If Israel’s government can instead be persuaded to display restraint, possibly as one element in a U.S.-brokered deal with Saudi Arabia and Israel, an odds-defying agreement might yet be struck.

There are many in Israel calling for what would surely be a bloody invasion of Gaza to free the hostages. The unlikelihood of bringing many of them back by force of arms, at whatever cost in lives, should give Prime Minister Benjamin Netanyahu pause.

The political capital he would gain by finally achieving Saudi diplomatic recognition might give him the leverage with his domestic opponents to sustain a policy of deep restraint, and with his Hamas foes in negotiating for a mutual exchange of captives.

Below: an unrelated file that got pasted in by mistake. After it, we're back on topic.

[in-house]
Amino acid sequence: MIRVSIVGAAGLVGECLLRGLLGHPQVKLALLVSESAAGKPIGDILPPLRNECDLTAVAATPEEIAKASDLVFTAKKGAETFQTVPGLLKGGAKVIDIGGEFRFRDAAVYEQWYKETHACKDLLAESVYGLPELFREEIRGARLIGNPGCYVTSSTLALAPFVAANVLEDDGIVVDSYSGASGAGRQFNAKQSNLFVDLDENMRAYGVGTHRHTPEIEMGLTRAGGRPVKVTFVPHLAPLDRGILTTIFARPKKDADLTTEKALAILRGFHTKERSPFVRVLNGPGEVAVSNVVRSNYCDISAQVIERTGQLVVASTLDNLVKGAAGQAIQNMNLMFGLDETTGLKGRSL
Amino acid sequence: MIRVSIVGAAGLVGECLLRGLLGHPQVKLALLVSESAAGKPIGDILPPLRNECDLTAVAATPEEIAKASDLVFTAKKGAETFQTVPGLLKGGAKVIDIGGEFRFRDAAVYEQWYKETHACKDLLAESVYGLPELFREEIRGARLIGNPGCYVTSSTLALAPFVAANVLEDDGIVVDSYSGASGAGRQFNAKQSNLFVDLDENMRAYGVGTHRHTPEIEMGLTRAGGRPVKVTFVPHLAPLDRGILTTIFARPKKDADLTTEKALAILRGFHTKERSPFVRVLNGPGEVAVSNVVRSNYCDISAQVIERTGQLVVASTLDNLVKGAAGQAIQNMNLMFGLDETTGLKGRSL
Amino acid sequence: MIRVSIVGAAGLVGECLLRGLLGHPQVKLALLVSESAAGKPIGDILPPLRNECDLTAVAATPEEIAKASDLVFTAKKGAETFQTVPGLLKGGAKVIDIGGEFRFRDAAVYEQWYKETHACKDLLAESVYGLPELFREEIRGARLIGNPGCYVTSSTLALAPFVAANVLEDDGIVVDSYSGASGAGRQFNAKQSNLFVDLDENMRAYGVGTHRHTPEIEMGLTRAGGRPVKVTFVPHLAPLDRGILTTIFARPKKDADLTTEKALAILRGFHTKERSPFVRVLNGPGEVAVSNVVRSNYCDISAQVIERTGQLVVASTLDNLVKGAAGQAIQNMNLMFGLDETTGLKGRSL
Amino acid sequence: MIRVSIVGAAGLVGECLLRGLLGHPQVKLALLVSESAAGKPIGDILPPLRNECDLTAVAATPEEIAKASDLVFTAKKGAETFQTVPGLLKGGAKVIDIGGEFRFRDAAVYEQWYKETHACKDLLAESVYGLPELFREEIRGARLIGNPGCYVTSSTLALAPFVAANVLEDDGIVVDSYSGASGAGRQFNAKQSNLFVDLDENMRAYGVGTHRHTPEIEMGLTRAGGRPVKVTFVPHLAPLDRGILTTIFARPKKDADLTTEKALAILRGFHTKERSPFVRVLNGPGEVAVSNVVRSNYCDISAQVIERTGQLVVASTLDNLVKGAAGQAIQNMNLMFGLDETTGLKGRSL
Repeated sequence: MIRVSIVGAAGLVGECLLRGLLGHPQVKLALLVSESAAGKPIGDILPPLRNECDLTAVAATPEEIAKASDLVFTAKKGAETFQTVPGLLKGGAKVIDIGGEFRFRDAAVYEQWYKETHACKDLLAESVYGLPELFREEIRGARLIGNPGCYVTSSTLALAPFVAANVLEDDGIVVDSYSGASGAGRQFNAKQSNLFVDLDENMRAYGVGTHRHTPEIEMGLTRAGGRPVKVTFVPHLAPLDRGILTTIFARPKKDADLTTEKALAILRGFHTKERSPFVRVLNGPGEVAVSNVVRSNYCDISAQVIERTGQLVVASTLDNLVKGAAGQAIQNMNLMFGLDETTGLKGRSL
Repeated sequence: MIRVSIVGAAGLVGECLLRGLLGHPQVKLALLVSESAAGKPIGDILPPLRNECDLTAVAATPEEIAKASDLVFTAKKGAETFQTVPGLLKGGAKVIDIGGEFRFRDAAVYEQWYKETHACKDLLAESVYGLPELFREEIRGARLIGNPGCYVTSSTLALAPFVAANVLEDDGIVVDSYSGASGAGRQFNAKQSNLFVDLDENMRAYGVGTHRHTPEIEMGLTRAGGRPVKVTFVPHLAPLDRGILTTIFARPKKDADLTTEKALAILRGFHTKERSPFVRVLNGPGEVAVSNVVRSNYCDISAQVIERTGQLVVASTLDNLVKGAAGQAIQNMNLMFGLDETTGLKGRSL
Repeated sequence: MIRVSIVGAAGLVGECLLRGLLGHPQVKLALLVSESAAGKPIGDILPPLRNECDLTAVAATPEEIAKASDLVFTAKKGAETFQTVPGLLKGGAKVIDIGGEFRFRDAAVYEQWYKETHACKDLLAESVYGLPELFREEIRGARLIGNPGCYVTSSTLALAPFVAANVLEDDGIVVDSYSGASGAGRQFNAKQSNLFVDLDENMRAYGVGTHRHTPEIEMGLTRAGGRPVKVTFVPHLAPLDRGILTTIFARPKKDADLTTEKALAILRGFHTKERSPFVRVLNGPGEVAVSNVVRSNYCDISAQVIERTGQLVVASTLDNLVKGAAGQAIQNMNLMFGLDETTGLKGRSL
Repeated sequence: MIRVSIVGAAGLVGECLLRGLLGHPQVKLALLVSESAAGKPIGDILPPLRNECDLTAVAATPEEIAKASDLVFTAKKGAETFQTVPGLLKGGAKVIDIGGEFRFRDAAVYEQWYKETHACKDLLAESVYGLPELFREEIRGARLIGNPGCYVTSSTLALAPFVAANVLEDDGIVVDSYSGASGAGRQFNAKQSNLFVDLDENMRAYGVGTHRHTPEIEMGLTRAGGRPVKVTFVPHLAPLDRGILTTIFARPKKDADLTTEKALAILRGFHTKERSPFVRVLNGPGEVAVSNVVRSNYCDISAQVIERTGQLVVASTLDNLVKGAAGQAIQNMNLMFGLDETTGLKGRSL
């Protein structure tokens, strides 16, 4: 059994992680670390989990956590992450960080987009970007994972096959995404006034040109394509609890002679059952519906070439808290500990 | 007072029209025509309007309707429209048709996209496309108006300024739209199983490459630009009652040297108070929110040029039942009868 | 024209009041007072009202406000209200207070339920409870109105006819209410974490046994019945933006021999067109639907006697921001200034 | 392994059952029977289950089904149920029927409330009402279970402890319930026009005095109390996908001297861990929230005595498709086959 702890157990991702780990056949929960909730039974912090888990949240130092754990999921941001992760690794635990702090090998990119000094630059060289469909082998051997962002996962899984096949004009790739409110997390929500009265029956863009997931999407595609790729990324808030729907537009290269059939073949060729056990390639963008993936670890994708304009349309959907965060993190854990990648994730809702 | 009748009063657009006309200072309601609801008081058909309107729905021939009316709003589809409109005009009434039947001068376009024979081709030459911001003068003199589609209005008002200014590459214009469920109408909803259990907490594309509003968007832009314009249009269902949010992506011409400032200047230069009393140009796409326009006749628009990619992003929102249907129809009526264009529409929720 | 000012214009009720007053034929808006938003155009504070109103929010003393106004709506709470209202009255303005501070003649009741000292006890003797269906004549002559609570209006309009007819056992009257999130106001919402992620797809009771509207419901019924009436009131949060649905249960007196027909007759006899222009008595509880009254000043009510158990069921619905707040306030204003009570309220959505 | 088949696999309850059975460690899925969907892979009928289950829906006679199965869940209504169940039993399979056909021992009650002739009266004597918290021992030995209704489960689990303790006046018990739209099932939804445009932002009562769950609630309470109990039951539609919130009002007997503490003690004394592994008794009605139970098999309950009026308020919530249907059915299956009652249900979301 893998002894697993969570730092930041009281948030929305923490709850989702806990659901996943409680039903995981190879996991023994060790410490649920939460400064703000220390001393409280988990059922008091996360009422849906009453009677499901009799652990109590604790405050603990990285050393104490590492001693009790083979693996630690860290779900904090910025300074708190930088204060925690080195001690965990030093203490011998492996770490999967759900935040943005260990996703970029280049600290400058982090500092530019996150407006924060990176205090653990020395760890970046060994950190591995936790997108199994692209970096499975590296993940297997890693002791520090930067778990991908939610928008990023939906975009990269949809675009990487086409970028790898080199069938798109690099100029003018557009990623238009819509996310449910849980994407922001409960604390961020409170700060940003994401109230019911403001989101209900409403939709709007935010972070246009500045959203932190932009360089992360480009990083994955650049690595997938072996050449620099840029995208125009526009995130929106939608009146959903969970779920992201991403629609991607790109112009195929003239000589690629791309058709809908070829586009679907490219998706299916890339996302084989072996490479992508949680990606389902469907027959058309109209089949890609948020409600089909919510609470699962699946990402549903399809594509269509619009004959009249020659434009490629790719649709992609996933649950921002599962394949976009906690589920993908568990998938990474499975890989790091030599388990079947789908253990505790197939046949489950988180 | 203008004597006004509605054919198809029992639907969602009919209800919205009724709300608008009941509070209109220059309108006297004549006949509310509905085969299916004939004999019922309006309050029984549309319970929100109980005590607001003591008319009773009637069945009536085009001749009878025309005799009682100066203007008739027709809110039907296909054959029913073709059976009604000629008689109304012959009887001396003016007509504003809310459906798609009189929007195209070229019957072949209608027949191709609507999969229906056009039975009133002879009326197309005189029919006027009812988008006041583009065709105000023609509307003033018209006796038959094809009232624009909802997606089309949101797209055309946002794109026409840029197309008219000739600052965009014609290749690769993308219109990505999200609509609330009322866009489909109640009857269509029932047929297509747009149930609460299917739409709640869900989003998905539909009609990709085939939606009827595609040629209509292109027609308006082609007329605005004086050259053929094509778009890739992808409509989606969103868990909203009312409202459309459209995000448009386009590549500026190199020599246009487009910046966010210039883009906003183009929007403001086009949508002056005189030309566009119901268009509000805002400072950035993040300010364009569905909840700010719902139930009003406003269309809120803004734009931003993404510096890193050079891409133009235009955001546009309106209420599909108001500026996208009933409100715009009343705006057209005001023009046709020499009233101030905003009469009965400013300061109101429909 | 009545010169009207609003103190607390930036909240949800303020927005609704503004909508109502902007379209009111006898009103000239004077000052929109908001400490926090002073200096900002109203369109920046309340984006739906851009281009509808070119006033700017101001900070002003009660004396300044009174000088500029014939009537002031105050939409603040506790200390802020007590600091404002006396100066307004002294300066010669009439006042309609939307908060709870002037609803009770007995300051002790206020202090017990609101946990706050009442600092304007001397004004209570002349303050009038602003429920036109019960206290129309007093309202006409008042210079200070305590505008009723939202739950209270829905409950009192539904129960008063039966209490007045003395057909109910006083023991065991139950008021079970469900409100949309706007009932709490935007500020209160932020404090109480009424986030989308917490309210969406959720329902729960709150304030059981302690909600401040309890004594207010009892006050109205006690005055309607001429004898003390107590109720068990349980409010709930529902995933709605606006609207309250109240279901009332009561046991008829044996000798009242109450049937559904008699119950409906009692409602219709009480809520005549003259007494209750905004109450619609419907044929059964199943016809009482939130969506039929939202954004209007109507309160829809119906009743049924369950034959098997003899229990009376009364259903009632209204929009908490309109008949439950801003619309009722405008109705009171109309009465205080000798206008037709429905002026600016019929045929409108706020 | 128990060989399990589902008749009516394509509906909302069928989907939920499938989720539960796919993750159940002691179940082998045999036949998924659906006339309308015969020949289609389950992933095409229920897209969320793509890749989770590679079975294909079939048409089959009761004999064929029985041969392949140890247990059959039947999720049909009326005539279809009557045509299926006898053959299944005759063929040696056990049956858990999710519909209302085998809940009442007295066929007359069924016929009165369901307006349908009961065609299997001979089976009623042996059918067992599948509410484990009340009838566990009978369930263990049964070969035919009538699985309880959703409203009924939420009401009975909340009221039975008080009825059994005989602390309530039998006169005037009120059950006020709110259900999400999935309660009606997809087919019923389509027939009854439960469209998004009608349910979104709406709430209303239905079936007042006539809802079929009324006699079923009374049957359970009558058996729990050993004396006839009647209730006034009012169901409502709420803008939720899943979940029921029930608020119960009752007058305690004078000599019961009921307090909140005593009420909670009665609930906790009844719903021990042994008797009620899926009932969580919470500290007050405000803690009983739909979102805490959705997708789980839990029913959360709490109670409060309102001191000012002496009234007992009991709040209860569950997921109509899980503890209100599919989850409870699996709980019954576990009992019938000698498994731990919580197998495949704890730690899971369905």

Richard Steinberg
Columbia, Md.

To the Editor:

Re “As Netanyahu Speaks of War, the Question Is, ‘What Then?’” (news analysis, front page, Oct. 8):

The latest Israeli-Palestinian violence is a tragic but inevitable outcome of decades of American indulgence of illegal and immoral Israeli policies that have hardened attitudes and relegated Palestinians to a stateless people living under apartheid conditions.

Ironically, while our country rushes to sanction and isolate Russia for its illegal invasion of Ukraine, we help finance Israel’s illegal occupation while blocking United Nations sanctions that would hold Israel accountable for violating Palestinian human rights and international law.

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